- The aim of sprint training is to improve your maximum running speed, or ability to sustain a near maximal effort.
- In contrast, the aim of high intensity aerobic intervals is to increase your ability to sustain a “submaximal” intensity, or to run more efficiently at that pace.
Sprint training benefits for endurance runners
So, how beneficial is sprint training for distance runners? It’s actually more beneficial than most runners realise. In fact, a number of studies have demonstrated improved endurance running performance, efficiency and velocity at vo2 max, following speed endurance and sprint training.
Let’s take a look at the research…
Speed Endurance Training Research
One study published in the Journal of Applied Physiology (Bangsbo et al., 2009), demonstrated how speed endurance training improved 3km (3.3%) and 10km (3.1%) running performance. Interestingly, these improvements occurred despite a 25% reduction in training volume. This led researchers to comment that “speed endurance training is a powerful stimulus to improve performance even in an event lasting >30mins”.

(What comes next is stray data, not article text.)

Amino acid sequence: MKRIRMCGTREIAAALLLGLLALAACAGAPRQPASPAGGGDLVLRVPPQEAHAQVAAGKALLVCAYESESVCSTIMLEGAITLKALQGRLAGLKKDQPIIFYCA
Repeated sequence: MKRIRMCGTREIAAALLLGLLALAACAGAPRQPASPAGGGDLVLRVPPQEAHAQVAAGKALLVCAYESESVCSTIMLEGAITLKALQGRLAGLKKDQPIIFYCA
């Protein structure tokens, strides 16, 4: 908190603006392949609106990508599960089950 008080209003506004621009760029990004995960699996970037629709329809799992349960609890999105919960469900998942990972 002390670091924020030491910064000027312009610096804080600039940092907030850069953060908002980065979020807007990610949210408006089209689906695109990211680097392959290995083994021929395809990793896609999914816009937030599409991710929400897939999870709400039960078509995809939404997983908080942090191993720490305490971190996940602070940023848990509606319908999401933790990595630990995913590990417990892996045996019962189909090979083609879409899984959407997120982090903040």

This study is not alone…
Research published in the Journal of Strength and Conditioning Research (Koral et al., 2018), demonstrated a 5.7% improvement in 3km run time following repeated 30 second sprint intervals (4-7 x 30s, 4min recoveries). In this case, completed using a shuttle run protocol. The researchers also observed improvements (2.8%) in maximal aerobic speed (vVO2max), time to exhaustion, as well as peak and mean power. And these improvements occurred after just 2-weeks of sprint interval training.
In a study published in Physiological Reports (Skovgaard et al., 2018), researchers observed a 3.2% improvement in 10km run time, and 2.1% improvement in running economy, following a 40-day training period, involving 10 sessions of speed endurance training (5-10 x 30 sec maximal efforts, 3.5min recovery). Again, this occurred following a significant training volume reduction (36% reduction).
Improvements occurred without changes in VO2max
Interestingly, there was no change in VO2max, however, the velocity at VO2 max (vVO2max) increased by 2.0km/h. The researchers suggested that the improved 10km run performance appeared to be related to improved running economy. This seems likely since vVO2 max represents an interplay between VO2max and running economy.